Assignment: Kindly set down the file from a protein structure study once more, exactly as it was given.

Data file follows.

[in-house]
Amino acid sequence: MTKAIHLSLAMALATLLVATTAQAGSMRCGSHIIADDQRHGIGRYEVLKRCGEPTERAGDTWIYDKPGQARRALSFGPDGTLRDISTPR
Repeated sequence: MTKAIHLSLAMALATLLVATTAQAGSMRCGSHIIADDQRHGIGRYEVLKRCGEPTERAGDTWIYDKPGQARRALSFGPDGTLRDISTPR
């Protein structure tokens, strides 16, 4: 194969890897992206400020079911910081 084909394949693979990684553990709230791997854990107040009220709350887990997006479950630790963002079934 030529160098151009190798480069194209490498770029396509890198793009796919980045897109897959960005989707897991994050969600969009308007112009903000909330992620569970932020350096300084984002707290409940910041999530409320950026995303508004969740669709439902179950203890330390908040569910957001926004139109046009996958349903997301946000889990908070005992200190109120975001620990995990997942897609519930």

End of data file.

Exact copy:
[in-house]
Amino acid sequence: MTKAIHLSLAMALATLLVATTAQAGSMRCGSHIIADDQRHGIGRYEVLKRCGEPTERAGDTWIYDKPGQARRALSFGPDGTLRDISTPR
Repeated sequence: MTKAIHLSLAMALATLLVATTAQAGSMRCGSHIIADDQRHGIGRYEVLKRCGEPTERAGDTWIYDKPGQARRALSFGPDGTLRDISTPR
């Protein structure tokens, strides 16, 4: 194969890897992206400020079911910081 084909394949693979990684553990709230791997854990107040009220709350887990997006479950630790963002079934 030529160098151009190798480069194209490498770029396509890198793009796919980045897109897959960005989707897991994050969600969009308007112009903000909330992620569970932020350096300084984002707290409940910041999530409320950026995303508004969740669709439902179950203890330390908040569910957001926004139109046009996958349903997301946000889990908070005992200190109120975001620990995990997942897609519930």